3) In an Italian article from 2011, Andrea Leone, Sergio’s son, said “Il montaggio degli inediti è una ricucitura complessa,” which roughly translates as “the editing of the unreleased footage needs complex re-stitching.” (Note: in the context of filmmaking, “montaggio” refers to editing.)
Here we have a sentence containing three words that seem to refer to or could be interpreted as “editing” – montaggio, ricucutura and inediti. (Note: the Italian translation of “unedited” is, according to Google, “inediti.”) Whatever the precise translation, one thing is certain: the process to reinsert the missing scenes would be “complessa” – i.e., complex.
Hmm, if all they had to do to arrive at Leone’s fabled director’s cut was insert the unreleased (and supposedly fully edited) footage back into the existing 229-minute version, why would Andrea say that it would be a complex editing process?
Come to think of it, editors routinely leave extra footage at the head and tail of frames on rough cuts so that the shots can later be trimmed for content, rhythm, and running time. It is common practice, is it not, for editors to significantly whittle down the running time of rough cuts by the time the film is released? So, yeah, we know where the missing scenes were cut from (the script pretty much tells us that anyway), but so what? That doesn’t mean they were taken from a completely edited workprint – i.e., the fine cut.
In his 1984 interview with Cahiers du Cinéma Leone discusses the film’s duration, saying that he was given carte blanche to make a four-and-a-half hour version, but then…
“Four months after the start of editing, they said to me no, it is not possible. They demanded that I cut the film. I did not want to go back to the first concept which was three hours. I cut as much as I could…”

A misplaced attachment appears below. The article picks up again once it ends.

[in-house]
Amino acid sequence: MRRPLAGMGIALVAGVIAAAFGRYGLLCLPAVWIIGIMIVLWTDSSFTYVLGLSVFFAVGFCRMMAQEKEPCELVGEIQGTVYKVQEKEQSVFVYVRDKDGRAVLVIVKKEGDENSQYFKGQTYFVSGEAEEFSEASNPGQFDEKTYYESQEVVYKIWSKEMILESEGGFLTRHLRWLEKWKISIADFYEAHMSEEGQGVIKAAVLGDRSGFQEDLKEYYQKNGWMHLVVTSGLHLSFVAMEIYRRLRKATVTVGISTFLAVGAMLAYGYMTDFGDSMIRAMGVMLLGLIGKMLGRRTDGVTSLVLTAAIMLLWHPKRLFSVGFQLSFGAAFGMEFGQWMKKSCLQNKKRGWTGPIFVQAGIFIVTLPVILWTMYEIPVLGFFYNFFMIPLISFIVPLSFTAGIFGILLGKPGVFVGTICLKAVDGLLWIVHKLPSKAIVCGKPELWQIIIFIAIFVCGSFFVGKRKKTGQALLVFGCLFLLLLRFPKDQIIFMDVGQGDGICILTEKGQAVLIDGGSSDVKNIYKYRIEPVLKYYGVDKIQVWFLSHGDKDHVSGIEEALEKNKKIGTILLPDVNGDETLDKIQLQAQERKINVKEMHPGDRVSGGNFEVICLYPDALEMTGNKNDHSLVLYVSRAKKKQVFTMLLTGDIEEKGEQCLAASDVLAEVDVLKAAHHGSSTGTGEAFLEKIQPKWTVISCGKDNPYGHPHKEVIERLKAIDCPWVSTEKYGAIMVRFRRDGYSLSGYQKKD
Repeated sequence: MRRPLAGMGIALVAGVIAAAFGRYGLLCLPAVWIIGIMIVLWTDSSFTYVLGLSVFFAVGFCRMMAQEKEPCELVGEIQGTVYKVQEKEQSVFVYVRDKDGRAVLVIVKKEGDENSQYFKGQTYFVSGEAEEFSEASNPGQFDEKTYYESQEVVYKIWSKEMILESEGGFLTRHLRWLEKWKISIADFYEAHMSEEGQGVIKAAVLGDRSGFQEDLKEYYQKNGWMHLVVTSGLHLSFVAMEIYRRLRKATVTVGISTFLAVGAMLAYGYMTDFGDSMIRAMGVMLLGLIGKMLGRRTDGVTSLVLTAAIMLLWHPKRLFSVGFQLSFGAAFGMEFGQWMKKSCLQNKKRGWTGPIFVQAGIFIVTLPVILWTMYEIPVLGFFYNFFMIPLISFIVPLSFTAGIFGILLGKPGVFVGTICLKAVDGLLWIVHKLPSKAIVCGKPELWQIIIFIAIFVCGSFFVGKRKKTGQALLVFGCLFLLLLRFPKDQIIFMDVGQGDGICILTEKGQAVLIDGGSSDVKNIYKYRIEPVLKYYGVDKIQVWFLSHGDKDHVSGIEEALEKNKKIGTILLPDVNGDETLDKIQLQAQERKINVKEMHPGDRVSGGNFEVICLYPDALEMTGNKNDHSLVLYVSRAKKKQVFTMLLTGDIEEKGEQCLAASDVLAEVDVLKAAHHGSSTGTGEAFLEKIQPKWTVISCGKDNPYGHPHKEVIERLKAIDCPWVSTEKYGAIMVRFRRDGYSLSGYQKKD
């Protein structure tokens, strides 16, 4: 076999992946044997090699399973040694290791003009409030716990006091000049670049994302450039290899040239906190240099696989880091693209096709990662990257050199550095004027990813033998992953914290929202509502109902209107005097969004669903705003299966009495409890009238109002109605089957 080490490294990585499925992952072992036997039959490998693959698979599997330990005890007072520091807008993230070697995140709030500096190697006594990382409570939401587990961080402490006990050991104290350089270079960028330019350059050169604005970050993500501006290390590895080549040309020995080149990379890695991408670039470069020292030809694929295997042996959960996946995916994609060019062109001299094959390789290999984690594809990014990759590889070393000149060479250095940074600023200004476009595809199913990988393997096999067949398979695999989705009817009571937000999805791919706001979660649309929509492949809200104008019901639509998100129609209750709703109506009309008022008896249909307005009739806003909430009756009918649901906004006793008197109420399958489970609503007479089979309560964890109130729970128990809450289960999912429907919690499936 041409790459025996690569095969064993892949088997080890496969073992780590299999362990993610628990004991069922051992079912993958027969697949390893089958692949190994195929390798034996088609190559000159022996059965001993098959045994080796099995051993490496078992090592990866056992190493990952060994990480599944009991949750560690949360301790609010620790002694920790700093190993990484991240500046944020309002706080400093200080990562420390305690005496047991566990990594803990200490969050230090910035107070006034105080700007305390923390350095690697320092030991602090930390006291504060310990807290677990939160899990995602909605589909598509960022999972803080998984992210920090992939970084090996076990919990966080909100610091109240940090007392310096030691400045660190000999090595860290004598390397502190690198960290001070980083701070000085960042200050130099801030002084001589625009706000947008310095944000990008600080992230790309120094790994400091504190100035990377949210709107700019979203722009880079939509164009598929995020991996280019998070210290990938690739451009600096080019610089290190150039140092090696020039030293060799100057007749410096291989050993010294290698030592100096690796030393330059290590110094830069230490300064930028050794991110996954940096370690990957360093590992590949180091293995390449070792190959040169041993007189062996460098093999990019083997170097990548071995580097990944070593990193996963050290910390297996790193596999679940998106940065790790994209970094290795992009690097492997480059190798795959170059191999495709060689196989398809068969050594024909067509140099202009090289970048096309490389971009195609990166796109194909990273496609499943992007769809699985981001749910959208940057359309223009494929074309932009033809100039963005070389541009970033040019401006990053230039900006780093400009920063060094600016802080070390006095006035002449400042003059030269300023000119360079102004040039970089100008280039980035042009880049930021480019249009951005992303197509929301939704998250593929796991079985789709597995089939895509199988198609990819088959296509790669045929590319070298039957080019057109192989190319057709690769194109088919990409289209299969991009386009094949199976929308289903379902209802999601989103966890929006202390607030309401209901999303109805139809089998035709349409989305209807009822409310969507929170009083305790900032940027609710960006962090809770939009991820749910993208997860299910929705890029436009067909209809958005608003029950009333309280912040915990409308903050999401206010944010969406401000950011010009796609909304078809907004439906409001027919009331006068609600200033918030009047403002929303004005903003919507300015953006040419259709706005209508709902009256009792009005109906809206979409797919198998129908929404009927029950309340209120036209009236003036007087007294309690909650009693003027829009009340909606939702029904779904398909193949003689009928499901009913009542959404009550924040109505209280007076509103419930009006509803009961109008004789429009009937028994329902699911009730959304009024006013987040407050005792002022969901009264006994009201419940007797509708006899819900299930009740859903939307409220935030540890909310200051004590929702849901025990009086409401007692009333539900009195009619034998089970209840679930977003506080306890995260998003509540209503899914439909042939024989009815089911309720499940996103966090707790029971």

This is, I think, telling: Leone knew that a four-and-a-half hour version was out of the question two months *before* he finished editing the film. It’s not as if they demanded he shorten the film *after* he’d assembled a fully edited 270-minute fine cut. I suspect, then, that Leone excised around 40-50 minutes of footage from an *incomplete* workprint, not from the *fine* cut, with the idea of later assembling a longer version for Italian TV, but never got around to fine-tuning the scenes.
According to Leone’s biographer, Christopher Frayling:
“Leone had ten hours of usable footage in the can. With help from editor Nino Baragli, this was pruned to six hours. Then, finally accepting that there was unlikely to be a two-part version, Leone delivered a *fine cut* of three hours and forty-nine minutes.”
So it sounds like the “fine cut” – the one that results from trimming down the rough cut – was three hours and forty-nine minutes, not four hours and twenty-nine minutes. If so, that means the missing scenes never made it all the way through the most crucial creative phase of the editing. How do we know the extent to which the scenes had been edited? Were they completely edited, up to and through post-production, or were they only partly edited and/or in need of additional post-production work?
Of course, it was Andrea Leone, after all, who said reinserting the missing scenes would be a “complex” task, and we all know from the fiasco of the premature release of the restored version that Andrea has his head lodge in his asshole up to his Adam’s apple, so it stands to reason that he was just talking shit.
4) Reportedly, Morricone and Fausto Ancillai, the film’s original sound editor, helped supervise the restoration, which suggests, at the very least, that the sound and music in the missing scenes hadn’t received proper post-production attention.